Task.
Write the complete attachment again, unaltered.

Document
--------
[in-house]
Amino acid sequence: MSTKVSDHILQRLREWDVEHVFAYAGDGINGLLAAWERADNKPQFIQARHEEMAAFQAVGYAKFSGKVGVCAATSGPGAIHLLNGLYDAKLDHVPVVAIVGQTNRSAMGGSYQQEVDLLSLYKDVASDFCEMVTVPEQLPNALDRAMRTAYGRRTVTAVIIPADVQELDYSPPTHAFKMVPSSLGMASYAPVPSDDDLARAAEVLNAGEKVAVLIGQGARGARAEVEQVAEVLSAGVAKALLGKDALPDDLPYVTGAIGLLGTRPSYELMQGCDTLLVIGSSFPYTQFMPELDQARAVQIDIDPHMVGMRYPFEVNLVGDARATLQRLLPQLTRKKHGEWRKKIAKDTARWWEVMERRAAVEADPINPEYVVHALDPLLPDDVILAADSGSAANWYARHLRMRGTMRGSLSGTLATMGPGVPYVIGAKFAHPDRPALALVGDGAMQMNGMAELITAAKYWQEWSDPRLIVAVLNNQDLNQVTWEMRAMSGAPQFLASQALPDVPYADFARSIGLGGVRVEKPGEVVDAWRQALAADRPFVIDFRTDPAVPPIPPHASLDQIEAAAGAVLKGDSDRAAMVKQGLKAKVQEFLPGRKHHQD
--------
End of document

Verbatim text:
[in-house]
Amino acid sequence: MSTKVSDHILQRLREWDVEHVFAYAGDGINGLLAAWERADNKPQFIQARHEEMAAFQAVGYAKFSGKVGVCAATSGPGAIHLLNGLYDAKLDHVPVVAIVGQTNRSAMGGSYQQEVDLLSLYKDVASDFCEMVTVPEQLPNALDRAMRTAYGRRTVTAVIIPADVQELDYSPPTHAFKMVPSSLGMASYAPVPSDDDLARAAEVLNAGEKVAVLIGQGARGARAEVEQVAEVLSAGVAKALLGKDALPDDLPYVTGAIGLLGTRPSYELMQGCDTLLVIGSSFPYTQFMPELDQARAVQIDIDPHMVGMRYPFEVNLVGDARATLQRLLPQLTRKKHGEWRKKIAKDTARWWEVMERRAAVEADPINPEYVVHALDPLLPDDVILAADSGSAANWYARHLRMRGTMRGSLSGTLATMGPGVPYVIGAKFAHPDRPALALVGDGAMQMNGMAELITAAKYWQEWSDPRLIVAVLNNQDLNQVTWEMRAMSGAPQFLASQALPDVPYADFARSIGLGGVRVEKPGEVVDAWRQALAADRPFVIDFRTDPAVPPIPPHASLDQIEAAAGAVLKGDSDRAAMVKQGLKAKVQEFLPGRKHHQD